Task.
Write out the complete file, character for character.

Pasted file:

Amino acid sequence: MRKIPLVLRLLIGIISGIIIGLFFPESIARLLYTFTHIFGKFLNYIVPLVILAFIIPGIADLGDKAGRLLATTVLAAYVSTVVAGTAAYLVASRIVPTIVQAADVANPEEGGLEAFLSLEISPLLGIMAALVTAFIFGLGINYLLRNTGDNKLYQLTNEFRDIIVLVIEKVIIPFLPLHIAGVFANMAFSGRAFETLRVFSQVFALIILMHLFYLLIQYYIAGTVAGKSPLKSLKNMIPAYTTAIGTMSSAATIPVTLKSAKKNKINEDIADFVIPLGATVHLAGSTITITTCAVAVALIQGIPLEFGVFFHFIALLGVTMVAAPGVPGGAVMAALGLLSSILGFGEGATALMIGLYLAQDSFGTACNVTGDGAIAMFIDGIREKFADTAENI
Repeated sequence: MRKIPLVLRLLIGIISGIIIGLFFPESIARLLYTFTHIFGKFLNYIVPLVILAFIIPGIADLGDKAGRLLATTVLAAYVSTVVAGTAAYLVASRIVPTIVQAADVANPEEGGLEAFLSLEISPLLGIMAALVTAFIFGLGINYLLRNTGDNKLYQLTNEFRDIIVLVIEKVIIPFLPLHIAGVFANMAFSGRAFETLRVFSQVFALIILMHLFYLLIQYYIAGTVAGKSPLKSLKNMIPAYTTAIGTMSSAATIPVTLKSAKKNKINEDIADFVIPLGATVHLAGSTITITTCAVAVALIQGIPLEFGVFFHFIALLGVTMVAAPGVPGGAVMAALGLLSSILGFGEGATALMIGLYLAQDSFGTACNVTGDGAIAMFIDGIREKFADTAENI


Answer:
Amino acid sequence: MRKIPLVLRLLIGIISGIIIGLFFPESIARLLYTFTHIFGKFLNYIVPLVILAFIIPGIADLGDKAGRLLATTVLAAYVSTVVAGTAAYLVASRIVPTIVQAADVANPEEGGLEAFLSLEISPLLGIMAALVTAFIFGLGINYLLRNTGDNKLYQLTNEFRDIIVLVIEKVIIPFLPLHIAGVFANMAFSGRAFETLRVFSQVFALIILMHLFYLLIQYYIAGTVAGKSPLKSLKNMIPAYTTAIGTMSSAATIPVTLKSAKKNKINEDIADFVIPLGATVHLAGSTITITTCAVAVALIQGIPLEFGVFFHFIALLGVTMVAAPGVPGGAVMAALGLLSSILGFGEGATALMIGLYLAQDSFGTACNVTGDGAIAMFIDGIREKFADTAENI
Repeated sequence: MRKIPLVLRLLIGIISGIIIGLFFPESIARLLYTFTHIFGKFLNYIVPLVILAFIIPGIADLGDKAGRLLATTVLAAYVSTVVAGTAAYLVASRIVPTIVQAADVANPEEGGLEAFLSLEISPLLGIMAALVTAFIFGLGINYLLRNTGDNKLYQLTNEFRDIIVLVIEKVIIPFLPLHIAGVFANMAFSGRAFETLRVFSQVFALIILMHLFYLLIQYYIAGTVAGKSPLKSLKNMIPAYTTAIGTMSSAATIPVTLKSAKKNKINEDIADFVIPLGATVHLAGSTITITTCAVAVALIQGIPLEFGVFFHFIALLGVTMVAAPGVPGGAVMAALGLLSSILGFGEGATALMIGLYLAQDSFGTACNVTGDGAIAMFIDGIREKFADTAENI